England’s schools had £6,500 per pupil in 2019-20, which is 9% lower in real terms than the high-point of £7,200 in 2009-10, according to the Institute for Fiscal Studies (IFS)
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School spending on each pupil in England will remain lower than before the Tories came to power despite a Government funding boost, damning analysis suggests.
The Institute for Fiscal Studies warned that schools in disadvantaged areas face the biggest challenges as they have seen heftier real terms cuts over the last decade.
The findings raise serious questions about Boris Johnson’s agenda to ‘level up’ poorer parts of the country in the wake of the pandemic.
As a result, schools in deprived areas will find it much harder to catch up with lost learning as they emerge from the coronavirus crisis.
It comes as Labour publishes new data showing the UK has had longer school closures than any European country other than Italy.
Since January 2020, shortly before Covid hit, British children have been out of their classrooms on nearly half (44%) of days. The figures apply to all four nations of the UK.
But by contrast, Irish schools were shut 29% of the time, Spanish schools were shut 19% of days and French pupils missed just 12% of lessons.
Education Secretary Gavin Williamson is on Thursday announcing an expansion of the catch-up tuition scheme to support up to six million pupils over the next three years.
Academic mentors are being placed in selected schools across the country to work in small groups with over 250,000 students most in need of support this year.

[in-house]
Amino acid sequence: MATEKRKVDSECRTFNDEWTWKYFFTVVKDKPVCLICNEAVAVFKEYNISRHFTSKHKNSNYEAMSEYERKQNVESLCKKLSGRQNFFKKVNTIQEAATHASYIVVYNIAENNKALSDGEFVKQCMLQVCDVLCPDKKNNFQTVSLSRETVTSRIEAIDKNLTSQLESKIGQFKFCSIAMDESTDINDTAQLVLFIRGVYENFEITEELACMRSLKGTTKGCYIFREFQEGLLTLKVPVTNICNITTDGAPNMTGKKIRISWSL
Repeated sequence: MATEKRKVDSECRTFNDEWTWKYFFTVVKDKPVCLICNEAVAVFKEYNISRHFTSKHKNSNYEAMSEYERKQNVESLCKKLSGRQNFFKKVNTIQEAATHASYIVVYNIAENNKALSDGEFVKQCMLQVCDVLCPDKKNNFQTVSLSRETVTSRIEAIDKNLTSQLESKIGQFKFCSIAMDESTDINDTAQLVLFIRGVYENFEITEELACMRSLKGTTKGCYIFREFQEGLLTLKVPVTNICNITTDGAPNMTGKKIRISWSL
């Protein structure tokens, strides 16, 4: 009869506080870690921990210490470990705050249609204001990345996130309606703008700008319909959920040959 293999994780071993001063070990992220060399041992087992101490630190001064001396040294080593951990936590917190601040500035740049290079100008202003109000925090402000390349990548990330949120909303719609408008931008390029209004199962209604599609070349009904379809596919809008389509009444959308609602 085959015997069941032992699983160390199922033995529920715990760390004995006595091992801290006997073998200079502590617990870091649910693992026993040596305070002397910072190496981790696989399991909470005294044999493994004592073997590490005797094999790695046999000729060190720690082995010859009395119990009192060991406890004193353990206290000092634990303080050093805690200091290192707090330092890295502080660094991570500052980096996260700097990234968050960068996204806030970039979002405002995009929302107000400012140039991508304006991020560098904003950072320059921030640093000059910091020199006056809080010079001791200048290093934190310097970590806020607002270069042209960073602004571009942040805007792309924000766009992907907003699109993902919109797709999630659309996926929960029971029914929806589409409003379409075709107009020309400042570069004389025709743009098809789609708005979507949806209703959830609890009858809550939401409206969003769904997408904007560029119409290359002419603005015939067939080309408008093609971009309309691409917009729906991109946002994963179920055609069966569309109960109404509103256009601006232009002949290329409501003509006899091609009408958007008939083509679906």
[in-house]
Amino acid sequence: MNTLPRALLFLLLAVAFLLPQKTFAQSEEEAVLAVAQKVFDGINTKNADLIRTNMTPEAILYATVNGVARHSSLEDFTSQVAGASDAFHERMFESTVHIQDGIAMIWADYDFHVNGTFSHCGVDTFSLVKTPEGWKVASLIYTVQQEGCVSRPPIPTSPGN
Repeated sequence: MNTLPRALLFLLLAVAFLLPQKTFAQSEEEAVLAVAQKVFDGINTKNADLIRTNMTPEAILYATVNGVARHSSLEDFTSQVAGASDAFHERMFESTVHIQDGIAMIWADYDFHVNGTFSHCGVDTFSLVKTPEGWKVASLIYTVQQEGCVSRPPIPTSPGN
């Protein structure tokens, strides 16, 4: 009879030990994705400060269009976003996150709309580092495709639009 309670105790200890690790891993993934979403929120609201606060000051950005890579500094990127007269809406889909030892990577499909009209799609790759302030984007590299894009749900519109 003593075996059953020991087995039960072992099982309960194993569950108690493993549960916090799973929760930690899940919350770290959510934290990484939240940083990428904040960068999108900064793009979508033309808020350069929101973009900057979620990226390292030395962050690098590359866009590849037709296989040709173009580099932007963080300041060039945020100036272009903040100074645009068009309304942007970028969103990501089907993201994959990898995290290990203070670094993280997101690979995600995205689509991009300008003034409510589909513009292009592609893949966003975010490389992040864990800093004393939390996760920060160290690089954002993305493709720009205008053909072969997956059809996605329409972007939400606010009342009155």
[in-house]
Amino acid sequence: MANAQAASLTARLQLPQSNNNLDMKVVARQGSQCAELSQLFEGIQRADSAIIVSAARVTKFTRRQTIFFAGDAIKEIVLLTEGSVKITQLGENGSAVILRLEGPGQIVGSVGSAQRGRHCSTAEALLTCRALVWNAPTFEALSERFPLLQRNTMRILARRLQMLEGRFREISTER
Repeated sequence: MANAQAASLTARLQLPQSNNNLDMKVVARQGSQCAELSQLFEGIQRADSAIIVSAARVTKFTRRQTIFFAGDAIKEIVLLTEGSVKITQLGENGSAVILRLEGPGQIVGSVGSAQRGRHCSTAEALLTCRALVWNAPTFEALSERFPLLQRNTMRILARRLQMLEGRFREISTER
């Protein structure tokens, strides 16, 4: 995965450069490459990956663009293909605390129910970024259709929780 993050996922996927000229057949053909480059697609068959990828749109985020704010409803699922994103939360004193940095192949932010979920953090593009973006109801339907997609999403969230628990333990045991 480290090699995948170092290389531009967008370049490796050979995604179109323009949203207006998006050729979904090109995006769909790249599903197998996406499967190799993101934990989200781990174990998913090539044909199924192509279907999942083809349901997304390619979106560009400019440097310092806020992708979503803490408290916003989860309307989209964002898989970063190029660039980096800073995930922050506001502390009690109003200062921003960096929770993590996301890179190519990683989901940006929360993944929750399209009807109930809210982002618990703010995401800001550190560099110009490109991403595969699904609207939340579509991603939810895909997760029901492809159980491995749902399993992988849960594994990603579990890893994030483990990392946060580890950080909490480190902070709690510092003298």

However, the IFS found that total school spending per pupil in England was just over £6,500 in 2019-20, which is 9% lower in real terms than the high-point of £7,200 in 2009-10.
Despite the Government allocating over £7 billion extra for schools, core funding per pupil in 2022–23 will still be about 1-2% lower in real terms than before they came to power.
Luke Sibieta, Research Fellow at IFS, said the Tory cuts over the last decade were the largest in more than 40 years.
He said: “The fact that it still won’t have recovered back to 2009 levels by 2022 shows just how big the squeeze has been.
“This will make it that much harder for schools to address the major challenge of helping pupils catch up on lost learning alongside everything else they are required to do.
“Schools serving disadvantaged communities face the biggest challenges.
“They faced the biggest cuts up to 2019 and are now receiving the smallest rises.
“This pattern runs counter to the government’s aim of levelling up poorer parts of the country.”
Paul Whiteman, general secretary of school leaders’ union NAHT, said: “This report clearly shows the real-term freeze in funding that schools have had to cope with for over a decade.
“Despite the Government’s bold claims on school funding, it is very clear that school spending per pupil will still be lower in real terms next year than it was a decade ago.
“This is at a time when demands on schools have been increasing.
“There is no escaping the fact that the schools have had and will continue to have to make cuts to provision until this is properly addressed.
“Furthermore, it is those schools serving the most deprived pupils that have seen the biggest losses.
“In light of all this, talk of ‘levelling up’ starts to sound very hollow indeed.”
A Department for Education spokesman said: “This Government is providing the biggest uplift to school funding in a decade – £14 billion in total over the three years to 2022-23.
“This is a £7.1 billion increase in funding for schools, compared to 2019-20 funding levels.”